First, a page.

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THE ENTERPRISE SECURITY SUPERSITE. UPDATED 4 MINUTES AGO.
You are here: Home / Disaster Recovery / Prepare Your Business for Disasters
Is Your Business Prepared for a Natural Disaster?
Is Your Business Prepared for a Natural Disaster?
By Joyce M. Rosenberg Like this on Facebook Tweet this Link thison Linkedin Link this on Google Plus
PUBLISHED:
JULY
20
2017
A forecast for an active hurricane season is reason for small business owners to think about how well they're prepared -- not just for a major storm, but for any weather that's bad enough to hurt their companies.

Forecasters at Colorado State University have warned that the current Atlantic hurricane season could be even more active than predicted earlier, with a projection now of 15 storms strong enough to be given names. Eight are expected to be hurricanes.

Preparation for hurricanes or other disasters includes having adequate insurance coverage; keeping company information secure; protecting offices, factories and warehouses from wind, rain and flooding and ensuring that employees are safe. Being prepared also means a contingency plan for running a business if its premises are destroyed or inaccessible.

Some parts of preparing for a storm may be obvious, like boarding up windows. But there are a lot of details some business owners might not think of in the anxious hours before a storm, like buying heavy plastic to cover furniture, equipment and inventory. Owners can get some help from online resources, including the Small Business Administration, which co-sponsors the website www.preparemybusiness.org.

A look at some of the basics:

--Insurance: Many companies don't have enough insurance, either in terms of what's covered, or how much the insurer will reimburse for damage. Many don't have flood insurance, which must be purchased separately from standard business policies. Company owners need to honestly assess what their needs are. They also need to be sure they have enough of the coverage known as business interruption insurance. This coverage reimburses a business for income it loses when it's unable to operate because of severe weather, fire or other disaster. Among other things, it covers lost profits, operating expenses and temporary relocation costs.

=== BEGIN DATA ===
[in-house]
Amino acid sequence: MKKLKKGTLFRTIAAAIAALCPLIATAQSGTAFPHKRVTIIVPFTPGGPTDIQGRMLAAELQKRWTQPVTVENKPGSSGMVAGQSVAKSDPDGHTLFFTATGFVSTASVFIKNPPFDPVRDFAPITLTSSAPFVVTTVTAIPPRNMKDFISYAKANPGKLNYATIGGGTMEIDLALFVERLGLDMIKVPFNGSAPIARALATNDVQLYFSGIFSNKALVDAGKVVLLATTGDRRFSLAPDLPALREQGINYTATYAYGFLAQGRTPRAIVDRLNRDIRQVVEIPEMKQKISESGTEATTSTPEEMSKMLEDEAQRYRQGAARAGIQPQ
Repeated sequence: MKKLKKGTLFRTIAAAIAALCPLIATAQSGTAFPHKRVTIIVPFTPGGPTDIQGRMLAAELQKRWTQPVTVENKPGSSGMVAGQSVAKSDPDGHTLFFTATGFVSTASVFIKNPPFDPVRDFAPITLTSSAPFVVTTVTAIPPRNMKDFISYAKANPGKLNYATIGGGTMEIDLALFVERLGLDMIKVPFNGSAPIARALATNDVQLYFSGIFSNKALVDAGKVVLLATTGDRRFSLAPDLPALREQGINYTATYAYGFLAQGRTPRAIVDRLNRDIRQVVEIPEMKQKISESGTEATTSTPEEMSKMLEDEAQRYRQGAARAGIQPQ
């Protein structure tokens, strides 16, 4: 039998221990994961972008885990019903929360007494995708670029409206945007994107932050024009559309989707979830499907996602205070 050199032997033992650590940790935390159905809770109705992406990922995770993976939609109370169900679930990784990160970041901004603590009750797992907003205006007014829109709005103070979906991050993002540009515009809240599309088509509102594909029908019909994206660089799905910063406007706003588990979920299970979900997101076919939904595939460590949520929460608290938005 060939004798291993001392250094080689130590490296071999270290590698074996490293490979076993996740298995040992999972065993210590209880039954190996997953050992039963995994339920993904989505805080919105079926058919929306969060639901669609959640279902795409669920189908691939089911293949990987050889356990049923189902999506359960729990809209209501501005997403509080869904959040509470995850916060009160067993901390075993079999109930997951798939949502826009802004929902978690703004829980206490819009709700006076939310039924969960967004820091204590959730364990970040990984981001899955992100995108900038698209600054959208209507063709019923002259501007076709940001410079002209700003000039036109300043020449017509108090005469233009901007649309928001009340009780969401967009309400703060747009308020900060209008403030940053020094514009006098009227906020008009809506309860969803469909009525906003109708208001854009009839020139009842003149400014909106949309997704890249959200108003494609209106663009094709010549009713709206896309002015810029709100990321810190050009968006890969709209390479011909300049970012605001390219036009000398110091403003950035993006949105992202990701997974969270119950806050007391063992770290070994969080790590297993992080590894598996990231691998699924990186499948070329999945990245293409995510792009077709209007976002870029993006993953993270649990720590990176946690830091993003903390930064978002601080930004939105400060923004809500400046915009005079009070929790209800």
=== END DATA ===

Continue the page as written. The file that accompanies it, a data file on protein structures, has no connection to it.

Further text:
--Protecting premises: Owners should board up windows, move equipment and furniture off the floor and away from windows if possible, cover everything with heavy plastic and unplug electrical equipment.

--Securing data: The best way to be sure company information including financial ledgers, customer and vendor information and product details is safe is to contract with an online storage service; ideally, it will be a secure service that will also help protect from data loss following a cyberattack. Paper records should be scanned and stored electronically or removed to a safe location. Owners and employees should take laptops with them, as well as any other computer equipment that can be removed.

--Employees: Owners should be sure employees will be safe, and that everyone in the company is able to contact one another. Owners should ask staffers where they'll be waiting out the storm.

--What ifs: Arranging in advance for cleanup and rebuilding help and temporary offices can save a business some recovery time. Owners should carry with them phone numbers of their insurance agents, customers, vendors, even competitors -- anyone who might be able to help if a storm shuts a company down.

© 2017 Associated Press under contract with NewsEdge/Acquire Media. All rights reserved.
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